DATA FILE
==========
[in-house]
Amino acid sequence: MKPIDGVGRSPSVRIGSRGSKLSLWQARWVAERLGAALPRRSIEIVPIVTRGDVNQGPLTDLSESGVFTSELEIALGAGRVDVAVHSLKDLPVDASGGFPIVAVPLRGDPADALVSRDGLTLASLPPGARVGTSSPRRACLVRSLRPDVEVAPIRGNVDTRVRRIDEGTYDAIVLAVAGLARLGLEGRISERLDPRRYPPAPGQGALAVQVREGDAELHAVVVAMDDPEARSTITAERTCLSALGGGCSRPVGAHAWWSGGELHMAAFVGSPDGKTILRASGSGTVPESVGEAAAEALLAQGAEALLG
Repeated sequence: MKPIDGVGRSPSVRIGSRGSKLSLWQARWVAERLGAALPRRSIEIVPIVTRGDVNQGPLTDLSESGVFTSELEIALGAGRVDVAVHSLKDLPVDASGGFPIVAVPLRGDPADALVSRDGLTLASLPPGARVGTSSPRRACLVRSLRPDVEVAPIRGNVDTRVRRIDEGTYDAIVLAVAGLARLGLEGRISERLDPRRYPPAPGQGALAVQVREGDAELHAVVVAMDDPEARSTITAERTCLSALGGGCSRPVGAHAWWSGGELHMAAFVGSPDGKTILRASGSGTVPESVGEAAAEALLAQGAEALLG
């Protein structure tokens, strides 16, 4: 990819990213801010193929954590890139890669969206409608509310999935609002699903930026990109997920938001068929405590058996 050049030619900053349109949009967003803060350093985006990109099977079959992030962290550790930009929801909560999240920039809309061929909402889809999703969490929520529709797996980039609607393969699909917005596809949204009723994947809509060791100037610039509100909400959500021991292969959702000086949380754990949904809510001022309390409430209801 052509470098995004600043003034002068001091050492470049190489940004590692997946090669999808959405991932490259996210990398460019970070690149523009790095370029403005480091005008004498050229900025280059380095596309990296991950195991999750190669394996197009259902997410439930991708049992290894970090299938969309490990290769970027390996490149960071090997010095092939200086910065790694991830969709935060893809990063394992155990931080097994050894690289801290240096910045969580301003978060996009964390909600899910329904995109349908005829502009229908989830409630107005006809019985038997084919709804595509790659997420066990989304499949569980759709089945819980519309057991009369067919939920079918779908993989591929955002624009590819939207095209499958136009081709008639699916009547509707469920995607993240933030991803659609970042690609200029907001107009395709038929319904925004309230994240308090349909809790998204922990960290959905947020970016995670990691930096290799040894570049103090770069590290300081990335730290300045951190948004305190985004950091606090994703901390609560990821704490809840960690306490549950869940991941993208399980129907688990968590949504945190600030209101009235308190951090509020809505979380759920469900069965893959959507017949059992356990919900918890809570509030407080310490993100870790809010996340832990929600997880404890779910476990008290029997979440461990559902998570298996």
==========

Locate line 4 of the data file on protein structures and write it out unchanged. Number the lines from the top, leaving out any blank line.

């Protein structure tokens, strides 16, 4: 990819990213801010193929954590890139890669969206409608509310999935609002699903930026990109997920938001068929405590058996 050049030619900053349109949009967003803060350093985006990109099977079959992030962290550790930009929801909560999240920039809309061929909402889809999703969490929520529709797996980039609607393969699909917005596809949204009723994947809509060791100037610039509100909400959500021991292969959702000086949380754990949904809510001022309390409430209801 052509470098995004600043003034002068001091050492470049190489940004590692997946090669999808959405991932490259996210990398460019970070690149523009790095370029403005480091005008004498050229900025280059380095596309990296991950195991999750190669394996197009259902997410439930991708049992290894970090299938969309490990290769970027390996490149960071090997010095092939200086910065790694991830969709935060893809990063394992155990931080097994050894690289801290240096910045969580301003978060996009964390909600899910329904995109349908005829502009229908989830409630107005006809019985038997084919709804595509790659997420066990989304499949569980759709089945819980519309057991009369067919939920079918779908993989591929955002624009590819939207095209499958136009081709008639699916009547509707469920995607993240933030991803659609970042690609200029907001107009395709038929319904925004309230994240308090349909809790998204922990960290959905947020970016995670990691930096290799040894570049103090770069590290300081990335730290300045951190948004305190985004950091606090994703901390609560990821704490809840960690306490549950869940991941993208399980129907688990968590949504945190600030209101009235308190951090509020809505979380759920469900069965893959959507017949059992356990919900918890809570509030407080310490993100870790809010996340832990929600997880404890779910476990008290029997979440461990559902998570298996």